By Elly Ren
A few weeks ago, I had the opportunity to attend the Climate Reality’s Leadership Training in Atlanta and hear from many leaders in the environmental movement including the founder Al Gore, Robert Bullard who’s considered the father of environmental justice, Levi Draheim the 11 year old who’s suing the government in Juliana v. United States, and William Barber II who’s calling for a moral crusade to combat climate injustice.
Although Al Gore says “It’s great to change our light bulbs, but it’s better to change our laws,” this leadership conference also emphasized the need for bottom-up initiatives involving local communities.
It’s so important to start local. Although it doesn’t seem like the Blue Jay’s Perch, a community garden, is part of the fight against climate change, green spaces in urban areas play a huge role in engaging people with environmental issues. We also host educational seminars in the summer, are having “A Mindful Moment in the Wake of Climate Catastrophe” this Friday (edit: this event is being rescheduled!), and partner with the Baltimore’s People Climate Movement as Naadiya is a leader in both organizations. Volunteering at the Blue Jay’s Perch has not only allowed me to get away from the Hopkins bubble and the draining studious culture, but it has also encouraged me to appreciate the few green spaces and fight for more of them at Hopkins, particularly in the new student center that will be built by 2024.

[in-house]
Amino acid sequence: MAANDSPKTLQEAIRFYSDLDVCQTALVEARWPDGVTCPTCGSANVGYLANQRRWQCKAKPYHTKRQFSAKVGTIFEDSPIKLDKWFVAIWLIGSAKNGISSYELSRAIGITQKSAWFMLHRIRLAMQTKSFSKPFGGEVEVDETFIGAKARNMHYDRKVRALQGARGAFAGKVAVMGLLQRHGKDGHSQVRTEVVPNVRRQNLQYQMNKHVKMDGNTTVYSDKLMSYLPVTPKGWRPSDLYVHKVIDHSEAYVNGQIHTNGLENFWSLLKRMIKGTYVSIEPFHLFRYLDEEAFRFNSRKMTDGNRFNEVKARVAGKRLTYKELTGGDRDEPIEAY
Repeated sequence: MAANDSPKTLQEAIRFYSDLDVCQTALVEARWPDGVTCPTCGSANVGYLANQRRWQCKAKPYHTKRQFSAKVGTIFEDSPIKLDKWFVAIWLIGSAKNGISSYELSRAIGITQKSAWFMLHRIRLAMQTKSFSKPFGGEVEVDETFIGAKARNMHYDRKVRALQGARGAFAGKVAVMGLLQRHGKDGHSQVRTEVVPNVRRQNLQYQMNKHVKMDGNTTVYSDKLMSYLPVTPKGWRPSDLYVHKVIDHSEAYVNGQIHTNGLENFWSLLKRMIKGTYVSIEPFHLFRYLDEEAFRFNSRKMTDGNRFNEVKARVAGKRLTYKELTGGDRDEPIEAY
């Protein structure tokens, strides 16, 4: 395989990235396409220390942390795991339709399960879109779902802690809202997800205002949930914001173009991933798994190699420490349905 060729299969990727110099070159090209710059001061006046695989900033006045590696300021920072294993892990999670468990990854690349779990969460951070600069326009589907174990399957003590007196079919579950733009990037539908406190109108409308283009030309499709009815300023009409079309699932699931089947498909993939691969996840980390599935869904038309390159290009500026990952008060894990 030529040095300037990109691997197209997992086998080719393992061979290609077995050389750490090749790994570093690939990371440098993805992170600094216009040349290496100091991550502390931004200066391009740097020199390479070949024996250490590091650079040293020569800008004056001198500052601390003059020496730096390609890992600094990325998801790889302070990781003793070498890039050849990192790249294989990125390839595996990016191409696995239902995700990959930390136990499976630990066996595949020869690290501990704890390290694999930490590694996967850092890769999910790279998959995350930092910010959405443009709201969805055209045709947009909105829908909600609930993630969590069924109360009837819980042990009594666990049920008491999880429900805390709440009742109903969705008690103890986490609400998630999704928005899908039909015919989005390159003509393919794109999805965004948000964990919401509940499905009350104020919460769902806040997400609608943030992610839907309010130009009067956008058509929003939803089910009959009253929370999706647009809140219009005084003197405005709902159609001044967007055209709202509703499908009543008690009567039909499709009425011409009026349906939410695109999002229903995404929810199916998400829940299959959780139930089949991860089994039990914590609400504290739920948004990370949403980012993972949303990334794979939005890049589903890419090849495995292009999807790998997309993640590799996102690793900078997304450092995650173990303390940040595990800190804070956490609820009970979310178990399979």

In the end, it is education that will spur the action we need to prevent total climate catastrophe. Not necessarily just the fact that we must limit warming to 1.5 degrees but also realizing that we have many reasons to stay optimistic. We as individuals are never to small to make a difference and even with grandiose proposals like the Green New Deal, we must never lose sight of how fighting environmental issues involves the local community.
“Fight like your world depends on it, but start like your neighborhood depends on it.”